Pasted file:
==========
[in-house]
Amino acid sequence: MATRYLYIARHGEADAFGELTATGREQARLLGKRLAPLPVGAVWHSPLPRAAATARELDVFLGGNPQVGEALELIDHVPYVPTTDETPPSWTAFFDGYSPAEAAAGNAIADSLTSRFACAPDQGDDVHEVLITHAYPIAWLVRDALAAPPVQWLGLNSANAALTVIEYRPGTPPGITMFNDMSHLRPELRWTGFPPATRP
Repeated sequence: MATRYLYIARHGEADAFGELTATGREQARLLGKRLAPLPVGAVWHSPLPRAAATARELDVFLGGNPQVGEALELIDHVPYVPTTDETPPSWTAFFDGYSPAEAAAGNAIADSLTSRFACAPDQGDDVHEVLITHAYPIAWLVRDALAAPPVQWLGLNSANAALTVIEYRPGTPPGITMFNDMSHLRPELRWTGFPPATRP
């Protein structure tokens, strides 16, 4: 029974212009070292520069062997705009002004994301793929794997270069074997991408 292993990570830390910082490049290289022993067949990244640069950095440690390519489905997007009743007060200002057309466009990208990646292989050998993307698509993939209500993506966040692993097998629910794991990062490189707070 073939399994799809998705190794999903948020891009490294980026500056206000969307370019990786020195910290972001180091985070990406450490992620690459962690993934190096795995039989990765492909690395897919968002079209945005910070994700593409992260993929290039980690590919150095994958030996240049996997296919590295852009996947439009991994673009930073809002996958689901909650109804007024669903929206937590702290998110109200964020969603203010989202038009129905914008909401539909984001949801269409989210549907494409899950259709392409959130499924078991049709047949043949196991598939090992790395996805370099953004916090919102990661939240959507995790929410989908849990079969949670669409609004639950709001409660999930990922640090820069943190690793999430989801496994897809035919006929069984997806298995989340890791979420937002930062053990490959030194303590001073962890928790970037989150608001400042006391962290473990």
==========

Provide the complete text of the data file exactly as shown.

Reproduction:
[in-house]
Amino acid sequence: MATRYLYIARHGEADAFGELTATGREQARLLGKRLAPLPVGAVWHSPLPRAAATARELDVFLGGNPQVGEALELIDHVPYVPTTDETPPSWTAFFDGYSPAEAAAGNAIADSLTSRFACAPDQGDDVHEVLITHAYPIAWLVRDALAAPPVQWLGLNSANAALTVIEYRPGTPPGITMFNDMSHLRPELRWTGFPPATRP
Repeated sequence: MATRYLYIARHGEADAFGELTATGREQARLLGKRLAPLPVGAVWHSPLPRAAATARELDVFLGGNPQVGEALELIDHVPYVPTTDETPPSWTAFFDGYSPAEAAAGNAIADSLTSRFACAPDQGDDVHEVLITHAYPIAWLVRDALAAPPVQWLGLNSANAALTVIEYRPGTPPGITMFNDMSHLRPELRWTGFPPATRP
């Protein structure tokens, strides 16, 4: 029974212009070292520069062997705009002004994301793929794997270069074997991408 292993990570830390910082490049290289022993067949990244640069950095440690390519489905997007009743007060200002057309466009990208990646292989050998993307698509993939209500993506966040692993097998629910794991990062490189707070 073939399994799809998705190794999903948020891009490294980026500056206000969307370019990786020195910290972001180091985070990406450490992620690459962690993934190096795995039989990765492909690395897919968002079209945005910070994700593409992260993929290039980690590919150095994958030996240049996997296919590295852009996947439009991994673009930073809002996958689901909650109804007024669903929206937590702290998110109200964020969603203010989202038009129905914008909401539909984001949801269409989210549907494409899950259709392409959130499924078991049709047949043949196991598939090992790395996805370099953004916090919102990661939240959507995790929410989908849990079969949670669409609004639950709001409660999930990922640090820069943190690793999430989801496994897809035919006929069984997806298995989340890791979420937002930062053990490959030194303590001073962890928790970037989150608001400042006391962290473990």